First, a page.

Summary: Sometimes knowing the basics is important! This beginner friendly blog post covers a quick and easy introduction to Differential Privacy Definition. Thank you Jacob Merryman for the amazing graphic used in this blog post. For more posts like these on Differential Privacy follow Shaistha Fathima and OpenMined on Twitter.
What is Privacy?
Everyone has different opinion on what privacy means, but in terms of data, it could be, the right to control how information about you is being used, processed, stored, or shared.
In today’s information realm, an extensive sensitive personal information is being possessed by the daily services we tend to use, such as search engines, mobile services, on-line social activity and so on. The loss of data privacy is imminent since the guarantee of data privacy incorporates controlling access to information, controlling the flow or purpose of information. Thus, the need for Differential Privacy (DP) arises with the hope of a better and robust data privacy.
What is Differential Privacy?
As per the most accepted DP definition by Cynthia Dwork in her book Algorithmic Foundations of Differential Privacy
Differential Privacy describes a promise, made by a data holder, or curator, to a data subject (owner), and the promise is like this: "You will not be affected adversely or otherwise, by allowing your data to be used in any study or analysis, no matter what other studies, datasets or information sources are available".
It sounds like a well thought definition but maybe more of a fantasy - as De-anonymization of datasets may happen!
This may lead to a question - How do we know if the privacy of a person in the dataset is protected or not? For example, a database with:
(1) patients and their cancer status and their other information OR
(2) a coin flip and their (heads or tails) response!
The key query for the DP in such cases would be," If we remove a person from the database and the query does not change, then that person's privacy is fully protected". To put it simply, when querying a database, if I remove someone from the database, would the output of the query be any different?
How do we check this? By creating a parallel database with one less entry (N-1) compared to the original database entries (N).
Lets take a simple example of coin flips, if the first coin flip is heads say Yes (1) and if its tails then answer as per the second coin flip. So, our database will be made of 0's and 1's i.e., a binary dataset. The easiest query that can be thought of with this binary dataset is "Sum Query". The Sum query will add all the 1's in the database and give a result.
Assuming, D is the original database with N entries and D' is the parallel database with N-1 entries. On running the sum query on each of them, if sum(D) != sum(D'), it means the output query actually is conditioned directly on the information from a lot of people in D database! It shows non-zero sensitivity, as the outputs are different.
Sensitivity is the maximum amount that a query changes when removing an individual from the database.
Few good reads to understand De-anonymization of datasets are as follows:
- Why 'Anonymous' Data Sometimes Isn't
- Robust De-anonymization of Large Datasets(How to Break Anonymity of the Netflix Prize Dataset)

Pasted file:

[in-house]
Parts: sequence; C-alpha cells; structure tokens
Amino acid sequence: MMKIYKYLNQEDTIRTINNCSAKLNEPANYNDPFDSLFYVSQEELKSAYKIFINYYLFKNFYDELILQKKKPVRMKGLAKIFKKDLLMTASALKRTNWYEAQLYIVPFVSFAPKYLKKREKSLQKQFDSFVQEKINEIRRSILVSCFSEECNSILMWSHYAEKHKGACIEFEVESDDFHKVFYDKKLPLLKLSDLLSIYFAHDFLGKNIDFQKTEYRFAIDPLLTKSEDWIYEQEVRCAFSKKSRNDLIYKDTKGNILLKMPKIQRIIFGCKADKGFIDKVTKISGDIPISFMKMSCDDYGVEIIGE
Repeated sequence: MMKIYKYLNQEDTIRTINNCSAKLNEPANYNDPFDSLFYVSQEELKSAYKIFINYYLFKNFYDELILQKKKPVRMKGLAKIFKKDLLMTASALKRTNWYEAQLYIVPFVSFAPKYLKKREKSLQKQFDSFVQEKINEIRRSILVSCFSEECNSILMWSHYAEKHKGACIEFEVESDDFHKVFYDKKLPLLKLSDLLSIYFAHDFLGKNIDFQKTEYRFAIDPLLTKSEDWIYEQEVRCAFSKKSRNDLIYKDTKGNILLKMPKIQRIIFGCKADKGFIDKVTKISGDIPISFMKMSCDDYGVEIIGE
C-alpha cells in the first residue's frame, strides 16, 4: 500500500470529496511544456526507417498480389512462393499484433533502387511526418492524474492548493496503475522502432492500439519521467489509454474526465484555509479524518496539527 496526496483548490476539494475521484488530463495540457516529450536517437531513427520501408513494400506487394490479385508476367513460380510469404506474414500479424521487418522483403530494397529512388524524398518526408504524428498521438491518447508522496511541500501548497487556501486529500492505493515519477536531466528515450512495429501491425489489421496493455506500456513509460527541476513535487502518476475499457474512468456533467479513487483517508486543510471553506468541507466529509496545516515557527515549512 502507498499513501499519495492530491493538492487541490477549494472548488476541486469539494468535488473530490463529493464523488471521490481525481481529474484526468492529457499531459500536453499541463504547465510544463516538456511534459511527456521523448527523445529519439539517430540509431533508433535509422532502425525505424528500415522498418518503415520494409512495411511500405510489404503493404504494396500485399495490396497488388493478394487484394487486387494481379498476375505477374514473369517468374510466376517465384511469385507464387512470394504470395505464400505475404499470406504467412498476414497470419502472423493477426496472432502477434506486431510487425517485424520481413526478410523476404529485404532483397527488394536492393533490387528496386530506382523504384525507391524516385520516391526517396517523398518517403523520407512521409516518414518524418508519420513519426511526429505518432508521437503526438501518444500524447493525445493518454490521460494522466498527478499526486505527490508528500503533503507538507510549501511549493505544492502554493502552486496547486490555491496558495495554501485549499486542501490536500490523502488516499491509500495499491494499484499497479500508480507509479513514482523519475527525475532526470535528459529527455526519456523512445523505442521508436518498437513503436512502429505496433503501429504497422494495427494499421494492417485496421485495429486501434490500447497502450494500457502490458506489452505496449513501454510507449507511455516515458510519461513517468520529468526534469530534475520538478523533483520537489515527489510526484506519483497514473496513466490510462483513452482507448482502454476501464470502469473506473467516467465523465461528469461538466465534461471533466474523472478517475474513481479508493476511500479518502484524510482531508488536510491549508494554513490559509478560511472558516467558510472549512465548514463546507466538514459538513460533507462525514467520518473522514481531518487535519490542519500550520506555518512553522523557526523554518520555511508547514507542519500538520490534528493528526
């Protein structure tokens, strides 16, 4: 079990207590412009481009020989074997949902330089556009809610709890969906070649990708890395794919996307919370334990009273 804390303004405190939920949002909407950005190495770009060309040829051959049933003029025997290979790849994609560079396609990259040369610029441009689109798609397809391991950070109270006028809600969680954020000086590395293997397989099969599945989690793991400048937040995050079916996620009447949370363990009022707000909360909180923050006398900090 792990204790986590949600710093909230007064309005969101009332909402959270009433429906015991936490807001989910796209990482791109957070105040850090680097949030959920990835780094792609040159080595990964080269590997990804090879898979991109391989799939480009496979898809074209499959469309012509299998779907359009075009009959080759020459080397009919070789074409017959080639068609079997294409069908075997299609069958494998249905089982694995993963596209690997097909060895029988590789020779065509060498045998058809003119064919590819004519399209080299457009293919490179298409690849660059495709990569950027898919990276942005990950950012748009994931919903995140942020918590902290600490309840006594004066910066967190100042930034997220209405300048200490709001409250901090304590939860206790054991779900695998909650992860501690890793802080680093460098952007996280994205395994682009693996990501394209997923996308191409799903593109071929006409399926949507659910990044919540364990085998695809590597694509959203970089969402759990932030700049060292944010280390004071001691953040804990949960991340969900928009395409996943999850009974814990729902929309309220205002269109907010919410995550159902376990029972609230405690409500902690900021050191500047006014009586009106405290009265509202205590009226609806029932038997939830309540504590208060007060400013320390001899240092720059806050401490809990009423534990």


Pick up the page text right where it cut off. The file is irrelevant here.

- Robust de-anonymization of large sparse datasets: a decade later
- Provable De-anonymization of Large Datasetswith Sparse Dimensions
- De-anonymization attack on geolocated data
Always Remember - Differential privacy is not a property of databases, but a property of queries. The intuition behind differential privacy is that we bound how much the output can change if we change the data of a single individual in the database.
Formal Definition of Differential Privacy
Cynthia Dwork’s Formula:
M: Randomized algorithm i.e
query(db) + noise or
query(db + noise).
S: All potential output of M that could be predicted.
x: Entries in the database. (i.e, N)
y: Entries in parallel database (i.e., N-1)
ε: The maximum distance between a query on database (x) and the same query on database (y).
δ: Probability of information accidentally being leaked.
NOTE: This definition is valid for ONE QUERY in the database and not for multiple queries.
Key Points to be Noted:
- This DP definition does not create DP, instead it is a measure of "How much privacy is afforded by a query?"
- It gives the comparison between running a query M on database (x) and a parallel database (y) (One entry less than the original database).
- The measure by which these two probability of random distribution of full database(x) and the parallel database(y) can differ is given by Epsilon (ε) and delta (δ).
(1) Epsilon (ε)
It is the maximum distance between a query on database (x) and the same query on database (y). That is, its a metric of privacy loss at a differential change in data (i.e., adding or removing 1 entry). Also known as the privacy parameter or the privacy budget.
(i) When ε is small
(ε,0)-differential privacy asserts that for all pairs of adjacent databases x, y and all outputs M, an adversary cannot distinguish which is the true database on the basis of observing the output. When ε is small, failing to be (ε,0)-differentially private is not necessarily alarming — for example, the mechanism may be (2ε,0)-differentially private.
All Small Epsilons(ε) Are Alike, i.e., the nature of the privacy guarantees with differing but small epsilons are quite similar.
(ii) When ε is large
Failure to be (15,0)-differentially private merely says that there exists neighboring databases and an output M, for which the ratio of probabilities of observing M conditioned on the database being, respectively, x or y, is large.
An output M, might be very unlikely (this is addressed by (ε, δ)-differential privacy); for databases x and y might be terribly contrived and unlikely to occur in the “real world”; the adversary may not have the right auxiliary information to recognize that a revealing output has occurred; or may not know enough about the database(s) to determine the value of their symmetric difference.
A smaller ε will yield better privacy but less accurate response.
Small values of ε require to provide very similar outputs when given similar inputs, and therefore provide higher levels of privacy; large values of ε allow less similarity in the outputs, and therefore provide less privacy.
Simply put, as ε is the maximum distance between a query on database (x) and the same query on database (y). When not much differential distance is present between the two query i.e., ε is small, and if, the inputs of the queries are very similar then the outputs will be very similar too. Therefore, the adversary may not be able to analyze it and get the right auxiliary information out of it. Thus, providing higher chances or level of privacy when compared to when ε is a large value.
Thus, much as a weak cryptosystem may leak anything from only the least significant bit of a message to the complete decryption key, the failure to be (ε,0)- or (ε, δ)-differentially private may range from effectively meaningless privacy breaches to complete revelation of the entire database.